This hierarchical allocation of blocks of numbers to groups and publishers from within the 10-digit number, limits the overall capacity of the ISBN system. If the ISBN was a "dumb number" (i.e. if it did not contain any meaningful internal elements), then all of the unassigned ISBN would be available for use throughout the whole ISBN system. But because the system is partitioned into pre-determined blocks of ISBN the actual capacity is much less.

From the system's existing capacity of 1 billion numbers, ISBN have been assigned for almost 35 years in over 150 countries or territories. Exactly how many years the 10-digit system would have lasted depends on several variables. In part the rate of depletion is determined by the proliferation of new publishing formats (print on demand, customisation, e-books, etc) and new publishers. It also varies for each group and for types of publisher within each ISBN group.

The point is that any shortage of numbers in one area of the global ISBN system affects the utility and credibility of the system as a whole. We wanted to prevent this problem from occuring so that the ISBN remains viable for international trade far into the future.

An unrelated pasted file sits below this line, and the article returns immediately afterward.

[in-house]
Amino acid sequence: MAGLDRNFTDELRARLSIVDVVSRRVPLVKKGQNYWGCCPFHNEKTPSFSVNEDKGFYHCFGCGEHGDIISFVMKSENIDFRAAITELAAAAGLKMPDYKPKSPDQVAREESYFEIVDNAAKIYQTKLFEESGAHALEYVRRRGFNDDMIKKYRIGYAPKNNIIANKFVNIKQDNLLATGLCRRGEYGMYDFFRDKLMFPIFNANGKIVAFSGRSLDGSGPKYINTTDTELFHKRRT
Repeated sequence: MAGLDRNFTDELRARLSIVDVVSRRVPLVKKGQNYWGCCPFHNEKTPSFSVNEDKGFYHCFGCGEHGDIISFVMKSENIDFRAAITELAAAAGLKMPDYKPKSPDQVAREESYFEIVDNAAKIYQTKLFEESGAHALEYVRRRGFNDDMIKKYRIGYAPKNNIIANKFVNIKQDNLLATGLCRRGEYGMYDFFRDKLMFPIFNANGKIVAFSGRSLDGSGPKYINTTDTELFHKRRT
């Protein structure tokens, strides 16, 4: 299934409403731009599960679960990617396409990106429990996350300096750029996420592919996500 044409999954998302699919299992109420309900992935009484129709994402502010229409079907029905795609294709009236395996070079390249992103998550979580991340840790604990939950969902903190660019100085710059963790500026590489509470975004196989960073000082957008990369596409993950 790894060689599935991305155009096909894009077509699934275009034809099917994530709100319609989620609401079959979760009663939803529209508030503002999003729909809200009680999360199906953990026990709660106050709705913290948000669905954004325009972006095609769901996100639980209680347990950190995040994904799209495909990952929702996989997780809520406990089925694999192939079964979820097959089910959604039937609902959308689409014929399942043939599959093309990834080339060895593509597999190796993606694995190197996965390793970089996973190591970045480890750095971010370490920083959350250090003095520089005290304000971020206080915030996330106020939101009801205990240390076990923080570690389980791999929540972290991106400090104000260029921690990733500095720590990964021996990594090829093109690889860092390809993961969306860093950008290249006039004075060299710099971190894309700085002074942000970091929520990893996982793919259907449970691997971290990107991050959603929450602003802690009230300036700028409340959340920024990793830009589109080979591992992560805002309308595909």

How does the change to a 13-digit ISBN work exactly?

To explain the nature of this change to the ISBN, you need to know a bit about the internal structure of the 10-digit International Standard Book Number.

A 10-digit ISBN consists of 4 elements, in this order: a group element, a publisher prefix, a title element, and a check digit. Example: ISBN 1-85375-390-4.

When a barcode is applied to the publication, as is required by retail systems throughout the supply chain, the 10-digit ISBN has to become compatible with the 13-digit EAN-UCC international product coding system for bar codes. This is done by adding the 3-digit EAN product code for books "978" in front of the 10-digit ISBN and recalculating that ISBN's check digit to include those extra 3 digits. This 13-digit combination of the EAN 978 product code and an ISBN with a recalculated check digit was sometimes referred to as the "Bookland EAN".


A 10-digit ISBN 0-901690-54-6 looks like this when it becomes part of the 13-digit barcode on a publication:

Picture of an ISBN converted into a barcode (courtesy of the International ISBN Agency)

To expand the capacity of the ISBN system, we added another EAN product code, "979", into the mix which opens up a new range of slightly less than 1 billion numbers. (Some of the numbers available in a particular group of the "979" range have already been assigned to printed music publications so those numbers can not be re-used as ISBN).